Microsoft plans new enterprise offerings

Microsoft plans new enterprise offerings

Microsoft plans to increase its investment in offering enterprise-class products with new, high-end versions of Windows and Office.

Microsoft plans to increase its investment in enterprise-class products with new high-end -- and higher-priced -- versions of Windows and Office that will be released in the next several years, the company's chief executive officer (CEO) said Thursday.

Speaking at Microsoft's annual Financial Analyst Meeting in Redmond, Washington, Microsoft CEO Steve Ballmer said that Microsoft will offer an enterprise version of the forthcoming version of Windows, Windows Vista and a new version of its productivity suite, Office Premium, aimed at better serving enterprise markets.

Microsoft also is planning an Office Server product with a new premium client access license that will include system management, security and e-mail offerings for high-end customers, Ballmer said.

These additions to Microsoft's portfolio will contribute to growth in revenue for Microsoft's "anchor products" -- offerings such as Windows, Office and Exchange, he said. Despite the fact that some analysts believe that the market for these products and Microsoft's potential to innovate around them is stagnant, Ballmer said Thursday that is not the case.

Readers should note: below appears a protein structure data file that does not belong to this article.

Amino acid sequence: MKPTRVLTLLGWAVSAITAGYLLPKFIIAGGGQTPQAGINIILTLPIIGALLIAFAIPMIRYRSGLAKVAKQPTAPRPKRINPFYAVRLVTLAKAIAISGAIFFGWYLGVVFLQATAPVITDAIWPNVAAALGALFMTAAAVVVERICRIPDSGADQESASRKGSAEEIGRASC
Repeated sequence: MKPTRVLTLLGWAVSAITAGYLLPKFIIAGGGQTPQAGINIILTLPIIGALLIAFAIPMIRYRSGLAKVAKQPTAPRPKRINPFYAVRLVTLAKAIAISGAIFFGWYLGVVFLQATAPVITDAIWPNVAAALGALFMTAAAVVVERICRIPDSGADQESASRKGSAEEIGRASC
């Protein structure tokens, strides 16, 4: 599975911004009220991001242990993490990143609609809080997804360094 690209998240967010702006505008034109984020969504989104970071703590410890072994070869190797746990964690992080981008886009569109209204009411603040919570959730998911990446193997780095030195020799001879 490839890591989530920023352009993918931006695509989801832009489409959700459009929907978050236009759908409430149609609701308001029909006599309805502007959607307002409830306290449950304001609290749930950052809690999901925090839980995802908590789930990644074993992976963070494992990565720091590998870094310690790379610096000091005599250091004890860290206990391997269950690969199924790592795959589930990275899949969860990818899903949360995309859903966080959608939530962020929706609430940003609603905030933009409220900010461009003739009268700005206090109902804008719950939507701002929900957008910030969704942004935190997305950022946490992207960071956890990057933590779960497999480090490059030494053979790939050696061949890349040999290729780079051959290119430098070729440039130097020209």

"Most of you I don't think are thinking at all about the kinds of growth we can get out of this expansion of our anchor businesses," he said. "I believe in the future of Microsoft from an innovation perspective and from a growth perspective. I believe in that more than you do."

Ballmer also said Microsoft is planning server and tools offerings for the high-end technical computing market, which he acknowledged is "mostly a Linux world today." In fact, the company in May hired Tony Hey as corporate vice president for technical computing to lead this strategy, he said.

"We barely play in high-performance clusters, the big technical computing [environments] you find in automotive, oil and gas and government" he said.

"We have a new vice president of technical computing to help drive and shape [this opportunity]."

Other areas where Microsoft expects to derive revenue growth over the next several years are in some of the most recent additions to its portfolio, such as search, entertainment and mobile offerings, Ballmer said.

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